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A Global Webinar Series on "Gender-Responsive Criminal Justice and Prison Reform"12 May 2020
The National Symposium on Restorative Justice20 Jun 2019
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From Interrogation to Investigative Interviewing
“Police investigation is a matter of searching for the truth and providing justice for the victims and for the suspects,” said Prof. Dr. Kittipong Kittayarak, Executive Director of the Thailand Institute of Justice (TIJ).
Recognizing the need to evolve crime’s investigative methods to center around human rights and the search for truth, theTIJ, in collaboration with the Rule of Law and Development Fellows (RoLD Fellows), the Department of Special Investigation (DSI), The Norwegian Centre for Human Rights and The Norwegian Police University College conduct a three-day workshop titled “From Interrogation to Investigative Interviewing” for stakeholders in the justice system, from 21 – 23 January 2019 in Bangkok.
Rather than using the confrontational method to coerce confession, which often leads to false information, CREATIV is a psychological interview model designed to effectively search for the truth, while respecting the rights of the suspects. CREATIV stands for Communication, Rule of law, Ethics and Empathy, Active Consciousness, Trust, Information and Verification.
The event was presided over by TIJ’s Prof. Dr. Kittipong Kittayarak, Pol. Col Paisit Wongmuang, DSI Director-General and Ambassador H.E. Ms. Kjersti Rødsmoen of the Royal Norwegian Embassy.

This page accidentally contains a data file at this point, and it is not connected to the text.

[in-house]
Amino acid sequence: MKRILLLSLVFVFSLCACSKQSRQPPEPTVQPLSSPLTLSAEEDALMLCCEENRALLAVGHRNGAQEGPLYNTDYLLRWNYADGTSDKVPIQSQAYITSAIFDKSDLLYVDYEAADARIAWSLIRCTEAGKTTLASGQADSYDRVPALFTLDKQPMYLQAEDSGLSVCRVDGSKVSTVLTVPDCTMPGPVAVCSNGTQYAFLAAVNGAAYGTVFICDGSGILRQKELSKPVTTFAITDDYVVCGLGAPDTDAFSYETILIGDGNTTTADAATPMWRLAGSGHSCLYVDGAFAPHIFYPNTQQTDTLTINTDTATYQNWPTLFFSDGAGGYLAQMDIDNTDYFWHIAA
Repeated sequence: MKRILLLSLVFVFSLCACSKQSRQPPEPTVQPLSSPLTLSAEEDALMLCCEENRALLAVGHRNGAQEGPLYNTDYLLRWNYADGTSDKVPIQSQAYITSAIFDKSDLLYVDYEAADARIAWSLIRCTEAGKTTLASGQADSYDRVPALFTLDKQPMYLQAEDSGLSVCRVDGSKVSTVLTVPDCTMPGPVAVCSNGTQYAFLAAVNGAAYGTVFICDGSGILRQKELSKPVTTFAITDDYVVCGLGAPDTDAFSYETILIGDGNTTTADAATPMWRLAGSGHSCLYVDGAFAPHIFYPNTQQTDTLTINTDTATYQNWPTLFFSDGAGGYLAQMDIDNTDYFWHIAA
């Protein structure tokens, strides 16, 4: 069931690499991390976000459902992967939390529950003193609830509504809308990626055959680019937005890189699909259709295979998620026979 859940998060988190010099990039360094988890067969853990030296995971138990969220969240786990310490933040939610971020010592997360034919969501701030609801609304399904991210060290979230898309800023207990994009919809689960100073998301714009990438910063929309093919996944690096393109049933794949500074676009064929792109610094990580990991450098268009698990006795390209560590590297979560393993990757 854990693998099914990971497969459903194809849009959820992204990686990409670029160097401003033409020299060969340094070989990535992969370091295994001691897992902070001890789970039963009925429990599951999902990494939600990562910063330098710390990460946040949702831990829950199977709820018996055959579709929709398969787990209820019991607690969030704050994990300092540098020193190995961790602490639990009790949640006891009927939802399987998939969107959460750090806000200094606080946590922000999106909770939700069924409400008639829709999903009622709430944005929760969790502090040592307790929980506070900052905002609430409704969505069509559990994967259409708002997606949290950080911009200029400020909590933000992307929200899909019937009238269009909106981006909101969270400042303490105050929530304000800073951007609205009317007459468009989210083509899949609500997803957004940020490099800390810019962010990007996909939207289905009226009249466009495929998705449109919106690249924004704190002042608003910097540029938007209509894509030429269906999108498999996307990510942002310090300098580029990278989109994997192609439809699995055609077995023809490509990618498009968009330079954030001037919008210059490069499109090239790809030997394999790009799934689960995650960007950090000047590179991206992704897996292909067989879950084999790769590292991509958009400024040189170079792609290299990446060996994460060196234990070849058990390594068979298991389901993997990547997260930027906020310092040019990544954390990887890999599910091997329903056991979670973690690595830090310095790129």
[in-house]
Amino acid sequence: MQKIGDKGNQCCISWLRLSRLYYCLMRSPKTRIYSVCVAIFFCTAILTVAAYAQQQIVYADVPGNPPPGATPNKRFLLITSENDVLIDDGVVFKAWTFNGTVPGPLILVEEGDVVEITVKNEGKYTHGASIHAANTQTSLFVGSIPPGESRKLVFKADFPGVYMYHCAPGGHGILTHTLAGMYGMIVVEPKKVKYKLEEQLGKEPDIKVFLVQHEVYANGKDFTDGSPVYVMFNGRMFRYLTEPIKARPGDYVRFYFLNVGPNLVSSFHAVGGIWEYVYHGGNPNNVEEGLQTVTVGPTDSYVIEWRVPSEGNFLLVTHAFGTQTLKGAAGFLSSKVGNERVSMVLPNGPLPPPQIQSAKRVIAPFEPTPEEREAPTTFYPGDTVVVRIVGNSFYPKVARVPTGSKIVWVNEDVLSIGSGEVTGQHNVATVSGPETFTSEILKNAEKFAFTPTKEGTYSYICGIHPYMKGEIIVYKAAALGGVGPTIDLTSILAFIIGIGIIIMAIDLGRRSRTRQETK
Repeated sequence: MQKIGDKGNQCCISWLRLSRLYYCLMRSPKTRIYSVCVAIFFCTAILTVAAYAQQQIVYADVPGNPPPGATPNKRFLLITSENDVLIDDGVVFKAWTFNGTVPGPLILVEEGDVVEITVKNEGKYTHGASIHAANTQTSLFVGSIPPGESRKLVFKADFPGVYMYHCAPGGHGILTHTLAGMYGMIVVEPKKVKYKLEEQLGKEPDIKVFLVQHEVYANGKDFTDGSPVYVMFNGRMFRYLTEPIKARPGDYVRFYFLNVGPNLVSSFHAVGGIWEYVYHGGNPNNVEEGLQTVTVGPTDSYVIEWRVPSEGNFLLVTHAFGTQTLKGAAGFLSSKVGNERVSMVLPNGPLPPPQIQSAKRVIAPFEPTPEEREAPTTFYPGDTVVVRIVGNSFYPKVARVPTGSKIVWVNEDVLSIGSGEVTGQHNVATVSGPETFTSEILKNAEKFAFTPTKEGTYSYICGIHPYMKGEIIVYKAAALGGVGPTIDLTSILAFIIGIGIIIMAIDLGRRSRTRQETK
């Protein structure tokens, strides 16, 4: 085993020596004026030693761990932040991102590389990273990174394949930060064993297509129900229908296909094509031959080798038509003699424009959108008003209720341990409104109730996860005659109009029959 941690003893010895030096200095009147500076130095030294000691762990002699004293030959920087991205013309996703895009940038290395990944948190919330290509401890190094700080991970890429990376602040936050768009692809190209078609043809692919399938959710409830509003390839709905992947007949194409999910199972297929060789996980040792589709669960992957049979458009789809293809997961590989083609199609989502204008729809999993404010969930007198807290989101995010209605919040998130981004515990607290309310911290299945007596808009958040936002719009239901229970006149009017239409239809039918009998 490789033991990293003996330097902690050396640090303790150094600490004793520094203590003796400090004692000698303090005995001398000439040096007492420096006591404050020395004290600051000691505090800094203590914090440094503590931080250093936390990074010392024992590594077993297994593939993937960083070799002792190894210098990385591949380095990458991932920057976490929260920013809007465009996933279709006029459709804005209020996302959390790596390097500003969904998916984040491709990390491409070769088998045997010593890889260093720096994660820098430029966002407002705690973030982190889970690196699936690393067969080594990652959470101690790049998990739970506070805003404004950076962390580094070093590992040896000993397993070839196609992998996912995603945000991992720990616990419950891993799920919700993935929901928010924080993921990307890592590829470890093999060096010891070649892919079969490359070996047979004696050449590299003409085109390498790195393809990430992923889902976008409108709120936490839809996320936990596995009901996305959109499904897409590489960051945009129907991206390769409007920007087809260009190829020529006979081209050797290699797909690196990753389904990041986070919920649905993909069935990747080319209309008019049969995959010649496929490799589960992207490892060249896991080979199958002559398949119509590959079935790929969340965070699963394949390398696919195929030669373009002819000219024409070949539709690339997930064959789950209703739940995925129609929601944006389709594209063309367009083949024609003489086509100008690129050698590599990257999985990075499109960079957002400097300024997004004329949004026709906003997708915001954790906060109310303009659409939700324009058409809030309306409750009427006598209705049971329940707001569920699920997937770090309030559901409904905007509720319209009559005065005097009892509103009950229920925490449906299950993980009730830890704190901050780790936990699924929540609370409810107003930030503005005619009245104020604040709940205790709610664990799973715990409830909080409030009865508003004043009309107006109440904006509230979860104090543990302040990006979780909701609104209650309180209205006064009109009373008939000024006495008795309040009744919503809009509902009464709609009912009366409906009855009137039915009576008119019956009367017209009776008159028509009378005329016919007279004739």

TIJ was established to promote justice and the rule of law in the interests of investing in sustainable development of the society and its future. In this, police methods are an integral function of how justice and rule of law are carried out.
Outdated are the procedures that involve psychological or physical torture of suspects in order to coerce confession. With truth finding and human rights as the driving forces for justice, leading police forces around the world have evolved their methods from “interrogation” to “investigative interviewing.” Based on the know-how on effective interviews and evidence collection ranging from normal crime to terrorism cases, the Norwegian police force with their 30 year of experience have all the proven procedures and techniques to offer to the Thai counterparts
According to Pol. Col. Paisit Wongmuang, “The investigative process is very detailed. It must be done carefully, with transparency and based on evidence.”
Both Prof. Dr. Kittipong and Pol. Col. Paisit agreed that an inadequate process could lead to confusions and damage the credibility of the findings, which ultimately could lead to the court dismissing the case.
According to Prof. Dr. Kittipong, investigative interviewing is the heart of a criminal case and the investigative interviewer has a very important role.
“We must train and develop high quality interviewers,” he said, adding that the interviewers must also be allowed freedom to conduct the process, should be rewarded with appropriate compensations and have a career path.
While Thai laws do not yet require the interviewing process to be recorded, Pol. Col. Paisit stated that, “We tell our people to always record the procedure. Transparency is very important.”
Both TIJ and DSI are committed to take the justice system to the next level by applying new investigative practices that not only champion the rule of law and sustainable development but also safeguard the rights of the people.